Potential cyber attackers probing AWS surroundings and API interactions might remain undetected.
Amazon Web Services (AWS) has successfully fixed a loophole bug that could have allowed hackers to evade CloudTrail API surveillance.
In an article posted on January 17, Nick Frichette, a top researcher at Datadog Security Labs, highlighted a weakness that affects the CloudTrail event logging service. This service is a vital resource for security experts who are analyzing API activities.
Keeping records of system events can be an essential tool for security personnel, as it aids in identifying dubious operations and conducting detailed investigations after a security breach.
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CloudTrail keeps an eye on and records AWS environment occurrences as well as API usage. But, the Datadog Security Research Team has found a method that could sidestep these logging systems. This would enable malicious actors to carry out exploratory activities unnoticed in the IAM service.
The group conducted experiments on two facilities, namely iam and iamadmi, which are designed to handle inquiries in the AWS Console. It was discovered by Datadog that iamadmin is actually an unrecorded API. Moreover, when prompting endpoints like ListMFADevicesForMultipleUsers – which serves as a cover for iam:ListMFADevices – no event log would be registered in CloudTrail.
The group discovered 13 AIM techniques that could be invoked, though a few produced unforeseen actions.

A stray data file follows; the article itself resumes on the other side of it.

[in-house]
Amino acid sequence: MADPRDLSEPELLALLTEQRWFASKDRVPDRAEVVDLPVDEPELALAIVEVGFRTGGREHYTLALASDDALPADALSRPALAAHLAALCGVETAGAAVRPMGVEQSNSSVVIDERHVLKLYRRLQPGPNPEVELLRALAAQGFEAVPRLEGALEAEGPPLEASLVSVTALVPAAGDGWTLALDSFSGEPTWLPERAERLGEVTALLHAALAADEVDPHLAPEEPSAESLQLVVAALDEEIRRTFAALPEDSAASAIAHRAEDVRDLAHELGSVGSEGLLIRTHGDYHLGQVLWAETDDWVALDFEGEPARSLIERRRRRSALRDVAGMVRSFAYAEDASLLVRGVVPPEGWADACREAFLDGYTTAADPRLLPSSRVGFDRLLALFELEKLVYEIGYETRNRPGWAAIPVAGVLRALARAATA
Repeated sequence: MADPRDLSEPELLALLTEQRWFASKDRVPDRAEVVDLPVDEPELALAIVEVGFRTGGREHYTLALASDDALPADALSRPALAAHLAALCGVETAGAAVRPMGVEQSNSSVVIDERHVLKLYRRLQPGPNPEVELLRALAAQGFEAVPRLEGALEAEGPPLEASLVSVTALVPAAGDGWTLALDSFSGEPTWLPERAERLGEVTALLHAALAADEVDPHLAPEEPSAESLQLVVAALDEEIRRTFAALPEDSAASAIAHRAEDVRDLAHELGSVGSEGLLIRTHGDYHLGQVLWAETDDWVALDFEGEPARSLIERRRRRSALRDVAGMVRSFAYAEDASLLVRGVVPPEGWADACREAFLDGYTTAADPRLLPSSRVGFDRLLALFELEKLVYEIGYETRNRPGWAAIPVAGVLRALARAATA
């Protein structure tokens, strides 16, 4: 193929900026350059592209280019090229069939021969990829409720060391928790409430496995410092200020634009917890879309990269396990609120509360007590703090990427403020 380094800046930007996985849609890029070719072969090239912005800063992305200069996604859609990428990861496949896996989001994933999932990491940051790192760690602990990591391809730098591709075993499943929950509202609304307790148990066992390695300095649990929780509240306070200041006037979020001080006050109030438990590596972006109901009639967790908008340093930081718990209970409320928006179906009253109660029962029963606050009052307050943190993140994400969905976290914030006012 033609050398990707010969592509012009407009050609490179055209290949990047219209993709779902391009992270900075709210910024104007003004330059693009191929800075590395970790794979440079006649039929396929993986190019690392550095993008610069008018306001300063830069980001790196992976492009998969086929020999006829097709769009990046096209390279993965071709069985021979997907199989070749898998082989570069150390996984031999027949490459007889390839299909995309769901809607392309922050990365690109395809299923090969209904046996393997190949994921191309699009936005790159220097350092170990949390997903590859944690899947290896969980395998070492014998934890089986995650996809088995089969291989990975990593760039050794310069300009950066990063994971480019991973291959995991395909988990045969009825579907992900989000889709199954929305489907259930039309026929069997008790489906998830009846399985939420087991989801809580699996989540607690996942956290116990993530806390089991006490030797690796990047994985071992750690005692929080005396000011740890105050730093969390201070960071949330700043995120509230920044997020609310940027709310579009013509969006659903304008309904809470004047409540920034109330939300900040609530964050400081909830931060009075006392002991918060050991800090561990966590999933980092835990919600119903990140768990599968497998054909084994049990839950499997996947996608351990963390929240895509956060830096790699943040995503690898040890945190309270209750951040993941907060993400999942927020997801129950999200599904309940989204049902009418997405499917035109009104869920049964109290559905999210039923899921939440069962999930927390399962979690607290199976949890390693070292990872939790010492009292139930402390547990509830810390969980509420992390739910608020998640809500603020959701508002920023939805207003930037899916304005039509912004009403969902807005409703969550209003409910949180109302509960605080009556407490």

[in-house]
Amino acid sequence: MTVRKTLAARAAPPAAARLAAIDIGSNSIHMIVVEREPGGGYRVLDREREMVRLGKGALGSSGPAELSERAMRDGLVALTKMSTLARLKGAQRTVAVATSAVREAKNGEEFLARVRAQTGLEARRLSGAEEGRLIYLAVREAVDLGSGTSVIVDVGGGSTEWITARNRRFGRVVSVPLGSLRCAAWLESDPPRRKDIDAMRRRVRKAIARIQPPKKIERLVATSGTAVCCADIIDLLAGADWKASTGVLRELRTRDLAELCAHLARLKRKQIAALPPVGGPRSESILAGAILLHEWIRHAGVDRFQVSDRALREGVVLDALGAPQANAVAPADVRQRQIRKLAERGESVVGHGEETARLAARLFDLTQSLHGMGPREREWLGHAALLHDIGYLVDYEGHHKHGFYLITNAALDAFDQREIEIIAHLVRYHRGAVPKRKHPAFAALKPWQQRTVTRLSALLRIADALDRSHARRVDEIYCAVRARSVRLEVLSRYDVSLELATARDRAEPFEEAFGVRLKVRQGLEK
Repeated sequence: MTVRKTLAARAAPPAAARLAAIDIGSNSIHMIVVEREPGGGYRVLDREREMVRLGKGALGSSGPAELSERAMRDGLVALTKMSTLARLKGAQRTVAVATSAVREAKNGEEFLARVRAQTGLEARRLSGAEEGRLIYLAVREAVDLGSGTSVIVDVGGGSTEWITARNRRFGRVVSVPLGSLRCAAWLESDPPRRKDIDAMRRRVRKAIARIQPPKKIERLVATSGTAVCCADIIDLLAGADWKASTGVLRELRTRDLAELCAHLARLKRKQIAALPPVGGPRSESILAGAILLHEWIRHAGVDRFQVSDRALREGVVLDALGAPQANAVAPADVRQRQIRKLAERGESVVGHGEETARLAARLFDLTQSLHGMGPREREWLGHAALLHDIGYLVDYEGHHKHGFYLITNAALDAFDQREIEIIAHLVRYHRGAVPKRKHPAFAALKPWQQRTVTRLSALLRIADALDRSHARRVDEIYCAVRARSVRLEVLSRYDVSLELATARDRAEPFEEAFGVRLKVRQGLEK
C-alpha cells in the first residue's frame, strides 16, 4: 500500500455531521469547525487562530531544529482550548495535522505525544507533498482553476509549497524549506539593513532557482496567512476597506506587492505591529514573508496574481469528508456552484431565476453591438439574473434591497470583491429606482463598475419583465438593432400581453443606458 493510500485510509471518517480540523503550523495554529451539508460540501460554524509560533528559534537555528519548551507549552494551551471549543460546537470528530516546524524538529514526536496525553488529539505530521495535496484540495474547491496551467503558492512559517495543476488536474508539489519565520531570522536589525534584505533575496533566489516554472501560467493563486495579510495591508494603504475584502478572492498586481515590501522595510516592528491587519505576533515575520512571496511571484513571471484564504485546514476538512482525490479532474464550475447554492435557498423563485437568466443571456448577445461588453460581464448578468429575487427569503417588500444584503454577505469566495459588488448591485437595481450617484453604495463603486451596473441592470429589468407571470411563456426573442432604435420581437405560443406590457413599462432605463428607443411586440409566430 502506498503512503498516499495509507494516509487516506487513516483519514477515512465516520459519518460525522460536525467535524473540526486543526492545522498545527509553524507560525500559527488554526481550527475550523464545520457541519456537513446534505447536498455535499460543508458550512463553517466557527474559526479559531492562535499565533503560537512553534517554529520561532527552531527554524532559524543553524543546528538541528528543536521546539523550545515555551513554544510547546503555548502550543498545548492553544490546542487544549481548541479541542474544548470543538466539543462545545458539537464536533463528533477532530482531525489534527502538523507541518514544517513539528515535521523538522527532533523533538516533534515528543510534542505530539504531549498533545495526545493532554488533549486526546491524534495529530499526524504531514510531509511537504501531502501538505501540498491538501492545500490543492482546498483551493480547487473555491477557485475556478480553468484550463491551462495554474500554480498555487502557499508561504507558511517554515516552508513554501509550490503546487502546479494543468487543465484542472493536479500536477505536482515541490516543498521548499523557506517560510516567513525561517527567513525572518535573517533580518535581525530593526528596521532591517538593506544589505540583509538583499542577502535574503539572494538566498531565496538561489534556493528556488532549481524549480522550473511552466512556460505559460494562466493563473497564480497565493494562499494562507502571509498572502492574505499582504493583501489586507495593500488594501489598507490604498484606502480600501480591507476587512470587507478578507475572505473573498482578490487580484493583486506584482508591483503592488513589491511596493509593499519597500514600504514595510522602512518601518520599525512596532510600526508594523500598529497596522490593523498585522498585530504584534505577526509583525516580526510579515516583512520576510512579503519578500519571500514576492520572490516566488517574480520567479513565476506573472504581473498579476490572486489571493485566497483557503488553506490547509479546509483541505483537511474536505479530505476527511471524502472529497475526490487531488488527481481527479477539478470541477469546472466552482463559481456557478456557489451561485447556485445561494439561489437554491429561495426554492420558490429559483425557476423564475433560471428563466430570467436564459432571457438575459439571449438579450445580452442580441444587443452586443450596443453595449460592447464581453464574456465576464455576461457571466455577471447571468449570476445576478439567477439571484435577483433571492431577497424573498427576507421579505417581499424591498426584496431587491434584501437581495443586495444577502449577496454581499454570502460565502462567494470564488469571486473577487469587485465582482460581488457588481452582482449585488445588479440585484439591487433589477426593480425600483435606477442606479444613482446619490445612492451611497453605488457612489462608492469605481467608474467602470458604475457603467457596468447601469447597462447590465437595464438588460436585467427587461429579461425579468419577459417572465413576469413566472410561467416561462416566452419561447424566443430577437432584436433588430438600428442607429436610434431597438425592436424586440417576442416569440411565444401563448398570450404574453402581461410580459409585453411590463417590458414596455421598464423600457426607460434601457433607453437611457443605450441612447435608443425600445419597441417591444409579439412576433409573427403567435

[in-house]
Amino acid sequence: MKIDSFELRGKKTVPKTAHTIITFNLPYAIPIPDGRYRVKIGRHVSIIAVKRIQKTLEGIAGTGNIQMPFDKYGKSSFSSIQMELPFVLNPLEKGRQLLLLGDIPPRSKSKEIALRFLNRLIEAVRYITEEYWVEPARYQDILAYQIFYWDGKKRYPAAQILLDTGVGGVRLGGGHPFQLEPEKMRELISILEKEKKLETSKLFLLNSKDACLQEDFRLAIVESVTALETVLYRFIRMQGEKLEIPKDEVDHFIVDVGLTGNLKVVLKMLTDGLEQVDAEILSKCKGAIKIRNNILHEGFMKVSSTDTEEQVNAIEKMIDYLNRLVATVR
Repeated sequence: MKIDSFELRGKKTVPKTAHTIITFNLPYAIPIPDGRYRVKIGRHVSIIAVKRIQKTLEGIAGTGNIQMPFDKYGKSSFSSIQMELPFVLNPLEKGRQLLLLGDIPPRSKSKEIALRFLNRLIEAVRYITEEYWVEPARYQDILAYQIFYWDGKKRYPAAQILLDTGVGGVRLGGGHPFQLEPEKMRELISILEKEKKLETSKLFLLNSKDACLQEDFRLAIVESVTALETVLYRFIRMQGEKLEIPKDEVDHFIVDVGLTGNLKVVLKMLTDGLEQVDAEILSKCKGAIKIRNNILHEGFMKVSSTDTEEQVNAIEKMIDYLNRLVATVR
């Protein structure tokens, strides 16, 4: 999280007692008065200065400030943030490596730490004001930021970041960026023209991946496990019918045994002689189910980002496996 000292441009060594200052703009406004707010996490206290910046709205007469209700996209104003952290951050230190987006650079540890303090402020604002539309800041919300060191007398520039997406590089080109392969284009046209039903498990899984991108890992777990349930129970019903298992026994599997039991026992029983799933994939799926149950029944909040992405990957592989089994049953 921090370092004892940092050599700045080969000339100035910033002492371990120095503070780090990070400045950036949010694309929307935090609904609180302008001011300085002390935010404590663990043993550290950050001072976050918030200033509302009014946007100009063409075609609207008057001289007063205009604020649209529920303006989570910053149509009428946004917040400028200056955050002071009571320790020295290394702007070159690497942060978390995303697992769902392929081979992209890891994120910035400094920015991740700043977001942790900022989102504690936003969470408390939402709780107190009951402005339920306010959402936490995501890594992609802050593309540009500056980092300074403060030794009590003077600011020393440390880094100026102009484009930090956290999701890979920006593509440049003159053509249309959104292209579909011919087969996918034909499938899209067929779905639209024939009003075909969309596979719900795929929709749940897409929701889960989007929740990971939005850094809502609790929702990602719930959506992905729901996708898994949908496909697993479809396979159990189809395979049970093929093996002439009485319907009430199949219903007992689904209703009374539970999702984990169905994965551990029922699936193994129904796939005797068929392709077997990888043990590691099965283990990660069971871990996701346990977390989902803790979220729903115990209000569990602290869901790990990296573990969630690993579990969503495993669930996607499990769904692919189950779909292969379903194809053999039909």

“Frichette noted that after experimenting with this method for some time, it was evident that it wasn’t designed to function in this way.”
The ability to circumvent CloudTrail logging and acquire the outcomes of those calls poses a significant challenge for cybersecurity professionals. This is because it restricts their capacity to monitor an attacker’s activities within a system and identify the steps they’ve executed.
Additionally, the scientist suggested that this same method could potentially circumvent Amazon’s GuardDuty, since it utilizes CloudTrail as its data source.
Taking advantage of this vulnerability, potential attackers could carry out surveillance operations. In a discussion with The Daily Swig, Frichette clarified that if the iamadmin service initiates IAM API calls, an intruder could, for instance, activate iam:ListGroupsForUser to “reveal the groups that an IAM user belongs to.”
Moreover, the “iam:ListAttachedGroupPolicies” function allows you to see what IAM policies are linked with an IAM group. This could potentially uncover groups that have special privileges. The “iam:ListMFADevices” function, on the other hand, shows whether an IAM user has a multi-factor authentication (MFA) device connected to their account, which could be beneficial when deciding on future targets.
A representative from AWS has affirmed the presence of the security flaw. However, it’s important to stress that customer-specific authentication and authorization rules were still applied to read-only APIs.
“Datadog pointed out that the hacked organization should ideally have enough authority to execute these tasks. However, with this security flaw, these tasks could be carried out entirely unnoticed.”
The investigative team brought the problem to AWS’s attention on March 10, 2022. The security squad at Amazon recognized the issue on that very day. However, the bug’s resolution required intricate internal modifications, so it took until October to implement a solution.
On the 24th of October, AWS rolled out a patch that revamped iamadmin API calls to produce events in CloudTrail similar to how the iam service does.
A representative from AWS has affirmed that the affected API methods have been rectified and there’s no need for any customer intervention.
Frichette states, “Such security weaknesses are rare.” He continues, “As far as I’m aware, there aren’t any other openly identified vulnerabilities that enabled a hacker to evade tracking for AWS API actions that usually get recorded.”